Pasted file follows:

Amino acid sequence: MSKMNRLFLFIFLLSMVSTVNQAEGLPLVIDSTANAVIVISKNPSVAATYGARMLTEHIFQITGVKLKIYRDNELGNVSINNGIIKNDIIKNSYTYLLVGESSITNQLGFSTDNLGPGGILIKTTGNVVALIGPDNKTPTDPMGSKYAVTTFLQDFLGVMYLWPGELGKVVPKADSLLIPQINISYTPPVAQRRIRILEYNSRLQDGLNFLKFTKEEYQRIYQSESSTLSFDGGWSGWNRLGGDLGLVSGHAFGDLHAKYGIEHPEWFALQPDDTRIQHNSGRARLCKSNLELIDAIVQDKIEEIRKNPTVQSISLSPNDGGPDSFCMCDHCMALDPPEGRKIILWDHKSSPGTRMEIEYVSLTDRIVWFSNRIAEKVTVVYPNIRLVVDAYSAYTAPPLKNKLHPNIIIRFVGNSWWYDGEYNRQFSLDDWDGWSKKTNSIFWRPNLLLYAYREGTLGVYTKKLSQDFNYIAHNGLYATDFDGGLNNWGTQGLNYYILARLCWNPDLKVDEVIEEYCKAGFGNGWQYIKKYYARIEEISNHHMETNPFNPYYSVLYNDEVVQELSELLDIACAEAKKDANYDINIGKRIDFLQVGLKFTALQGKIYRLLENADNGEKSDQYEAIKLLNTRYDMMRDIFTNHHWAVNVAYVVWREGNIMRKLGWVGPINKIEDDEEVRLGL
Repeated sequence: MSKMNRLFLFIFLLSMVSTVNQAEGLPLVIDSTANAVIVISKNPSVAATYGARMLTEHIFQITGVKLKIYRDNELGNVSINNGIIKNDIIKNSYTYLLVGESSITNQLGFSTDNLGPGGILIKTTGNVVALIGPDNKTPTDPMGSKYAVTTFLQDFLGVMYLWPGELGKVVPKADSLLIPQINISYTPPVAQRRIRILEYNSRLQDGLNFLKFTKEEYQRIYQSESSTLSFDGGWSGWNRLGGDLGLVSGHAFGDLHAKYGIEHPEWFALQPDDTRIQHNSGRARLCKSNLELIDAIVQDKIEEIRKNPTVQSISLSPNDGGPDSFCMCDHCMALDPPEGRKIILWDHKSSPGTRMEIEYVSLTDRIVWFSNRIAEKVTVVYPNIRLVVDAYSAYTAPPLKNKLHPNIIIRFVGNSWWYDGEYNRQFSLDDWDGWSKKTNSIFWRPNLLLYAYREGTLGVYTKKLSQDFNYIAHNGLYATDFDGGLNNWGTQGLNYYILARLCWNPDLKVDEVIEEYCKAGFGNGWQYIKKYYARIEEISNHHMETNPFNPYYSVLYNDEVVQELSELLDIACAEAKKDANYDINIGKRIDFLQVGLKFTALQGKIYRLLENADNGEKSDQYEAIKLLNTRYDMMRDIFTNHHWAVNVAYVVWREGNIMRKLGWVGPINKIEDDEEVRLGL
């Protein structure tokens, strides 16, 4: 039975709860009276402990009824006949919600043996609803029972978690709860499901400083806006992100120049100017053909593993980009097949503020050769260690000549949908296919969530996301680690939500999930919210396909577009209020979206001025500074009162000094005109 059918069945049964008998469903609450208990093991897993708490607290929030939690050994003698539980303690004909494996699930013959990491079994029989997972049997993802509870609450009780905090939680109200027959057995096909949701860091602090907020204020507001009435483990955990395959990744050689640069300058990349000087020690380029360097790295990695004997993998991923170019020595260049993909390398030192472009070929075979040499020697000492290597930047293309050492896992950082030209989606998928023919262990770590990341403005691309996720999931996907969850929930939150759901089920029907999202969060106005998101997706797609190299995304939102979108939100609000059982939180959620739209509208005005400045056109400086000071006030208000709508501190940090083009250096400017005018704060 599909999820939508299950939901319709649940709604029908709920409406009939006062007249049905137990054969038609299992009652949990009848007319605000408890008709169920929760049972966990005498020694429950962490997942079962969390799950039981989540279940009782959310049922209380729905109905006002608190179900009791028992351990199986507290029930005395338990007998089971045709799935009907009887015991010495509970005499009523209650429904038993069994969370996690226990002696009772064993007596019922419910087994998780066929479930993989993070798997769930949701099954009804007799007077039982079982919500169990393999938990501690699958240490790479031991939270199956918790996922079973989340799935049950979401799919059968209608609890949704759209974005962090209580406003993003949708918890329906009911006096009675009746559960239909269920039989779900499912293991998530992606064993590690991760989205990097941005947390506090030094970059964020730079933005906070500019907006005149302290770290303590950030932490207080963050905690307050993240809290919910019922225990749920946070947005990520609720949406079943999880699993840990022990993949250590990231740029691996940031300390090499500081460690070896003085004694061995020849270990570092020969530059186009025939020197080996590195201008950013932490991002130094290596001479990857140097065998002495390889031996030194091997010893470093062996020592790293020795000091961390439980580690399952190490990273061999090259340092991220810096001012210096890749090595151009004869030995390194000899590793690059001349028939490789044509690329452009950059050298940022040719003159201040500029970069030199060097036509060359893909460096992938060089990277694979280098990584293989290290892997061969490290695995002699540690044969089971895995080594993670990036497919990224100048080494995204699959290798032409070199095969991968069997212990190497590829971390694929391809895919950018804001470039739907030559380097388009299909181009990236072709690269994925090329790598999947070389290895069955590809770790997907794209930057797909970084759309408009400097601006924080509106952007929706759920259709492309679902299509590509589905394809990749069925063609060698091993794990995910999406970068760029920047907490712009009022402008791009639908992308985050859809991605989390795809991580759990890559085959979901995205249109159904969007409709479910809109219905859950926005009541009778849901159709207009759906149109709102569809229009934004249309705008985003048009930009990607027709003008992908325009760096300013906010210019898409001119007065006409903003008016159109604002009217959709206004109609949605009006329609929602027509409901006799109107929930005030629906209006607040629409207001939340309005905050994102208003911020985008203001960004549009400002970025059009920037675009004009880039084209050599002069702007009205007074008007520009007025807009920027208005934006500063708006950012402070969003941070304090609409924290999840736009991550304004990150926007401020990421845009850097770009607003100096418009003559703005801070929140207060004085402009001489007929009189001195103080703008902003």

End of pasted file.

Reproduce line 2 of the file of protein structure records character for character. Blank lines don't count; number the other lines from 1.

Repeated sequence: MSKMNRLFLFIFLLSMVSTVNQAEGLPLVIDSTANAVIVISKNPSVAATYGARMLTEHIFQITGVKLKIYRDNELGNVSINNGIIKNDIIKNSYTYLLVGESSITNQLGFSTDNLGPGGILIKTTGNVVALIGPDNKTPTDPMGSKYAVTTFLQDFLGVMYLWPGELGKVVPKADSLLIPQINISYTPPVAQRRIRILEYNSRLQDGLNFLKFTKEEYQRIYQSESSTLSFDGGWSGWNRLGGDLGLVSGHAFGDLHAKYGIEHPEWFALQPDDTRIQHNSGRARLCKSNLELIDAIVQDKIEEIRKNPTVQSISLSPNDGGPDSFCMCDHCMALDPPEGRKIILWDHKSSPGTRMEIEYVSLTDRIVWFSNRIAEKVTVVYPNIRLVVDAYSAYTAPPLKNKLHPNIIIRFVGNSWWYDGEYNRQFSLDDWDGWSKKTNSIFWRPNLLLYAYREGTLGVYTKKLSQDFNYIAHNGLYATDFDGGLNNWGTQGLNYYILARLCWNPDLKVDEVIEEYCKAGFGNGWQYIKKYYARIEEISNHHMETNPFNPYYSVLYNDEVVQELSELLDIACAEAKKDANYDINIGKRIDFLQVGLKFTALQGKIYRLLENADNGEKSDQYEAIKLLNTRYDMMRDIFTNHHWAVNVAYVVWREGNIMRKLGWVGPINKIEDDEEVRLGL